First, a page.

The same logic applies to the 2 vs three cost mana rocks. Several of the 3-cost rocks have neat abilities, and we’ve discussed that each of them individually might be playable in some decks, but more than generally – rather as a rule – do not play 3 cost mana rocks.  Yes, it’s only one more mana but it’s actually about how the game plays out.  It’s also 50% more mana.  And if your deck edges into 3 mana territory on cards like this, it’s much more likely that you’ll be forced to choose on later turns between “doing something” and ramping, effectively giving up another turn.


never stop

This gets even more aggressive if you run mana dorks, leading you into 5-6 mana on turn 4. And while you might be saying that you could drop a dork on turn 1 and then following with Cultivate on turn 2 – and there’s a pretty strong argument in favor of Cultivate and Kodama’s Reach if you’re running multiple copies. But look how many good 2-drop land tutors there in green:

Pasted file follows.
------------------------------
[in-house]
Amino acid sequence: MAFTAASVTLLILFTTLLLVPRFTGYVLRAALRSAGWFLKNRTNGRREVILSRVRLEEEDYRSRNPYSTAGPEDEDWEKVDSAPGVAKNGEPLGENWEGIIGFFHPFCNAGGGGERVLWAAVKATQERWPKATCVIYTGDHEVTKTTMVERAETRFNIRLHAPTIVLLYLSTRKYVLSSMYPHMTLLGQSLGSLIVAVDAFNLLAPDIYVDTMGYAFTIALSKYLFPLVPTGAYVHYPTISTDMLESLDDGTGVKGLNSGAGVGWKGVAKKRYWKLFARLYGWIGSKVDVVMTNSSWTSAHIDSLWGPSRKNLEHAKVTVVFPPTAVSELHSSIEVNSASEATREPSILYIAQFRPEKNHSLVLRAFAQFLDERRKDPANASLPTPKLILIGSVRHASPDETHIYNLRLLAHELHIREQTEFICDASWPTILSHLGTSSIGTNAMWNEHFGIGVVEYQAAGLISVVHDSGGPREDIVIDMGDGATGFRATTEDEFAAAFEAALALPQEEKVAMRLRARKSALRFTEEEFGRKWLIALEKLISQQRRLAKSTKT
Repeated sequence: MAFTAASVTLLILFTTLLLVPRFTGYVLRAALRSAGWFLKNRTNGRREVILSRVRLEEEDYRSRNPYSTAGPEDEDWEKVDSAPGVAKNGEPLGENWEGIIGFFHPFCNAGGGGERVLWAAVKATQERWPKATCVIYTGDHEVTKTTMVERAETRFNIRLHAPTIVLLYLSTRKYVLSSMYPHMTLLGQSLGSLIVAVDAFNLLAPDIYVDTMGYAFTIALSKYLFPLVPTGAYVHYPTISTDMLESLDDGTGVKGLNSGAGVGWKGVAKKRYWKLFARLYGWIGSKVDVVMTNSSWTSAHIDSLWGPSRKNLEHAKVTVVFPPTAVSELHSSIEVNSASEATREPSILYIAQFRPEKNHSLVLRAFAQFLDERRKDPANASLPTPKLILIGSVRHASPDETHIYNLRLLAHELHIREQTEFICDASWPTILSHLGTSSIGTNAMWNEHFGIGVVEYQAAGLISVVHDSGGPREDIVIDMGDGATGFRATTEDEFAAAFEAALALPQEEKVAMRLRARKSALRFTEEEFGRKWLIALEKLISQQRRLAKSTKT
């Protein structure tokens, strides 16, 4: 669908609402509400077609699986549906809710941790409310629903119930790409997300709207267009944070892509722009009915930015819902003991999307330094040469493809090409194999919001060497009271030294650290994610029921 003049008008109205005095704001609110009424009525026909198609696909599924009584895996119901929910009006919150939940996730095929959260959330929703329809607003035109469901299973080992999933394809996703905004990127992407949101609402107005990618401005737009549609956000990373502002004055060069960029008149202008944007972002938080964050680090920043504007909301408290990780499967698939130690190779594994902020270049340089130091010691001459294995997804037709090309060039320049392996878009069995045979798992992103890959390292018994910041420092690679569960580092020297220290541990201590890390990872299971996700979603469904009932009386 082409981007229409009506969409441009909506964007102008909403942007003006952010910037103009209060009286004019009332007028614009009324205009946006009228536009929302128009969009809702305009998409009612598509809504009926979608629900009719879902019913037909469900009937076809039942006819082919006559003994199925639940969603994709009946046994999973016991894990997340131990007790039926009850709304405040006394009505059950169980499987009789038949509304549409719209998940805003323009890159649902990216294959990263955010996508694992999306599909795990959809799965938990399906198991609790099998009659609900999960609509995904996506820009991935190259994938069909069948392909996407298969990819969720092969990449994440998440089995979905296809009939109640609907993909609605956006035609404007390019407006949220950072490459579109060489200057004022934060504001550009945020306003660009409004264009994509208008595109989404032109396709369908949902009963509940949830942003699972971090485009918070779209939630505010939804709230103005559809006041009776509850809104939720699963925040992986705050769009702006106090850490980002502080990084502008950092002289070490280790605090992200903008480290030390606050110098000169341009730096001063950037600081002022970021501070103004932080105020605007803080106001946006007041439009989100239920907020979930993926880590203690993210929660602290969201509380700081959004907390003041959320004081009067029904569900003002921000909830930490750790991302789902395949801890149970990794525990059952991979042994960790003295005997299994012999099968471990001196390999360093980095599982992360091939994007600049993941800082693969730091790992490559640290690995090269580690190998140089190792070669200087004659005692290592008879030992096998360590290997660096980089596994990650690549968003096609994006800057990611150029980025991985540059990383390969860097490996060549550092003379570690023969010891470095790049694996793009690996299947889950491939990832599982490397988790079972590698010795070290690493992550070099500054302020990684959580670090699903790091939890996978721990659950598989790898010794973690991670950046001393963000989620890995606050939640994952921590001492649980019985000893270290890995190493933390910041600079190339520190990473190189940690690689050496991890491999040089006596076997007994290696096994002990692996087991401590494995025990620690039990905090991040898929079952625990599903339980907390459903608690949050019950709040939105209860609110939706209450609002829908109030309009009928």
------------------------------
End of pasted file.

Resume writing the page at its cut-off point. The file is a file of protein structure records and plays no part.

AttacksHitWoundS1 AverageS1 VarianceS2 AverageS2 VarianceDiff Avg (S2 - S1)Diff Var (S2 - S1)

The other reality of focusing on mana value of spells is that it means on later turns, if you have a surplus of cards, you can do two things when otherwise you’d only be able to one. If you have 3 mana available and you cast a 2-cost ramp spell, that means you still have 1 (or two depending on the tapped status of whatever you retrieve) available to cast a flusterstorm, or a swords to plowshares, or a lightning bolt.

What this all means is that effects that cost 3 or 4 mana should be considered very carefully, and while there are some extremely playable 3- and 4-cost ramp spells, this is dangerous territory because you are talking about investing your entire turn in a single spell most games.